April 2, 2015 All Quiet at Holuhraun
September 6, 2014 All Quiet at Holuhraun
acquired April 2, 2015 download large image (1 MB, JPEG, 2402x1802 - left)
acquired April 2, 2015 download GeoTIFF file (5 MB, TIFF, 2402x1802)
acquired September 6, 2014 download large shortwave infrared image (4 MB, JPEG, 2402x1802 - right)
acquired September 6, 2014 download shortwave infrared GeoTIFF file (8 MB, TIFF, 2402x1802)
All Quiet at Holuhraun
acquired April 2, 2015 download large image (1 MB, JPEG, 2402x1802)
acquired April 2, 2015 download GeoTIFF file (5 MB, TIFF, 2402x1802)
All Quiet at Holuhraun
shortwave infrared
acquired September 6, 2014 download large shortwave infrared image (4 MB, JPEG, 2402x1802)
acquired September 6, 2014 download shortwave infrared GeoTIFF file (8 MB, TIFF, 2402x1802)

The Operational Land Imager (OLI) on Landsat 8 captured this pair of false-color images of the Holuhraun lava field. The images combine shortwave infrared, near infrared, and red light (OLI bands 6-5-4) to better show variations in the temperature of the lava. This particular band combination also makes it easier to see through the plume of steam and gas rising from the fissure.

In the image from April 2, 2015 (top), snow blanketed the surrounding landscape but the lava field (black) remained warm enough to prevent significant accumulation. For comparison, the second image shows Holuhraun on September 6, 2014, in the early days of the eruption. Newly-formed basaltic rock is black. Fresh lava is bright orange.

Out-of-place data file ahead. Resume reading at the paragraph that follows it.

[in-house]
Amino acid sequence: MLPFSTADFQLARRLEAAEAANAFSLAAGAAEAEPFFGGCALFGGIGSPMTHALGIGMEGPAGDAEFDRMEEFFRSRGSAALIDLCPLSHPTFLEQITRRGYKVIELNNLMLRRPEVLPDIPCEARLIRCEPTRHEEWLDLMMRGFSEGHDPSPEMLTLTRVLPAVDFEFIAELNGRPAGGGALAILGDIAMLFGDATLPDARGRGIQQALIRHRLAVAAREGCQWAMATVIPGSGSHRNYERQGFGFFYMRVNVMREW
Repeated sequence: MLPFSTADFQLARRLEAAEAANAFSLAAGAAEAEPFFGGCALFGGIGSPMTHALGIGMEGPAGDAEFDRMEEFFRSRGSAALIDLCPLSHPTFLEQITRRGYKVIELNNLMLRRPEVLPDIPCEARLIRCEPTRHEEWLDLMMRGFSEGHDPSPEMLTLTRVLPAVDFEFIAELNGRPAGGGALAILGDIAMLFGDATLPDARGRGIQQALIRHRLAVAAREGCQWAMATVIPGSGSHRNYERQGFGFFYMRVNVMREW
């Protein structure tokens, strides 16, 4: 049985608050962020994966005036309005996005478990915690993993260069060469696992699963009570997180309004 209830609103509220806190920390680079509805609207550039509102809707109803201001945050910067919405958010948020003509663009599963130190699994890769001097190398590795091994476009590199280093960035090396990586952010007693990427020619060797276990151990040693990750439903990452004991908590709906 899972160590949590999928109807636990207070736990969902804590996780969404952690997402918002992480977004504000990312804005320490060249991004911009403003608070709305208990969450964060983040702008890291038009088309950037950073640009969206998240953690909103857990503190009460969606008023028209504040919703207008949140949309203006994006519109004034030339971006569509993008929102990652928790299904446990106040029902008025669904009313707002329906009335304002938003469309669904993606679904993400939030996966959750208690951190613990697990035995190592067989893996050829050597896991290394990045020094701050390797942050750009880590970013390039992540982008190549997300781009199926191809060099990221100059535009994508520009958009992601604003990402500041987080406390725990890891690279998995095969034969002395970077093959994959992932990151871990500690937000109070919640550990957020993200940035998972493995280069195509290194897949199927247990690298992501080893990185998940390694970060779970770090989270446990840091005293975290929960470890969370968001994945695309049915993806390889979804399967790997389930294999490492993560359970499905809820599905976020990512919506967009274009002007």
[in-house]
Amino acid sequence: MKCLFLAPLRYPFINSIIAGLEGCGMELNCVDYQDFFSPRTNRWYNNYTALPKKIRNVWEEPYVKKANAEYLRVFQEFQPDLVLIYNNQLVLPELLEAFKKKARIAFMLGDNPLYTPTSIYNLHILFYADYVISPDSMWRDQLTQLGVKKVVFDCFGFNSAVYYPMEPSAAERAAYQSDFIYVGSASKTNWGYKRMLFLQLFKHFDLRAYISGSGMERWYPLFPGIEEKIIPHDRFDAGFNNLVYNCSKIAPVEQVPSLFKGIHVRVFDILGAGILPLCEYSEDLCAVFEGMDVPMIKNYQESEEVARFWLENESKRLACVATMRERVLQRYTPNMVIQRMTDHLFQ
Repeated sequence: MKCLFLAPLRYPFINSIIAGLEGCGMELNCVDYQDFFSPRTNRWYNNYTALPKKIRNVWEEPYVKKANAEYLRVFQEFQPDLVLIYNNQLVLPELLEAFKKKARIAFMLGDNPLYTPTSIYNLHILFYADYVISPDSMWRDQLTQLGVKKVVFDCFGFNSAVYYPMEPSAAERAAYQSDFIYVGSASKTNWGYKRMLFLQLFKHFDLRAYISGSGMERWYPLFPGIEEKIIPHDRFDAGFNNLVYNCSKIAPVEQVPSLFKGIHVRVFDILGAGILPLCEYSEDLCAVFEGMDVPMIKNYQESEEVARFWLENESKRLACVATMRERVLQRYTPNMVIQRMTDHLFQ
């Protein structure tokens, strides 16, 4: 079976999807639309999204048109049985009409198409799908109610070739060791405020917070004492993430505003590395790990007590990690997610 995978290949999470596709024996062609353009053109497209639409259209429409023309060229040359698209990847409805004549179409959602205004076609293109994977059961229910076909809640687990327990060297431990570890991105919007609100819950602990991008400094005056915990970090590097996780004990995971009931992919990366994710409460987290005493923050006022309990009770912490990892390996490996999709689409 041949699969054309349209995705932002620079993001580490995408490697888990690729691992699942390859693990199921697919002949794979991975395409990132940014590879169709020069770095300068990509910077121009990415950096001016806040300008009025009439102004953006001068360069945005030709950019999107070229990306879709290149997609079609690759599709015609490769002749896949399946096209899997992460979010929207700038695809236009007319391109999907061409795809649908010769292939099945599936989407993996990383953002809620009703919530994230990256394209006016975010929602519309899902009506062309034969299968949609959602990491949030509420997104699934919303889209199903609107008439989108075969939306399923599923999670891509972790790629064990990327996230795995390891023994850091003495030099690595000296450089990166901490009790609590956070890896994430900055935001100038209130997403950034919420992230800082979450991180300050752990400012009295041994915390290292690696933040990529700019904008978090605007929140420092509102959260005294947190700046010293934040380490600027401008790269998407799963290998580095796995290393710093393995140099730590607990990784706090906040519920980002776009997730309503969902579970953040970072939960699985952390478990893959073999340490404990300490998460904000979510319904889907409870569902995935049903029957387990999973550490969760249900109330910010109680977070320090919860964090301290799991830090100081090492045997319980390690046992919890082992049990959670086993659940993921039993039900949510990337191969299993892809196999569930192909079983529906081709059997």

On February 28, 2015, Icelandic authorities declared the eruption over. Since August 2014, the eruption has produced a lava field that covers 85 square kilometers (33 square miles). The average thickness of the field is 10 to 14 meters (33 to 46 feet), and nearly 1.4 cubic kilometers (0.3 cubic miles) of lava (by volume) extruded from the Earth.

The eruption created a number of features—the lava field and several craters—that local authorities are now in the process of naming. A new lake will likely form when summer melt water runs off of nearby Vatnajökull glacier.

While fresh lava has stopped flowing from Holuhraun, it is possible that activity could resume. One volcanologist monitoring the area has noted that Bardarbunga’s caldera, which fed the Holuhraun eruption, has started rising, a sign that magma may be accumulating in the magma chamber again.

NASA Earth Observatory image by Jesse Allen, using Landsat data from the U.S. Geological Survey. Caption by Adam Voiland.

Instrument(s): 
Landsat 8 - OLI

All Quiet at Holuhraun

April 10, 2015
Image Location
Image Location
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Right
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Left
Infrared Views of Bardarbunga Eruption at Bárdarbunga Volcano Roiling Flows on Holuhraun Lava Field Holuhraun Lava Flow Holuhraun Lava Field Plumes and Clouds Stand Off Over Holuhraun Lava Field Growth of the Holuhraun Lava Field Holuhraun Lava Could Still Be Toasty Underneath
Right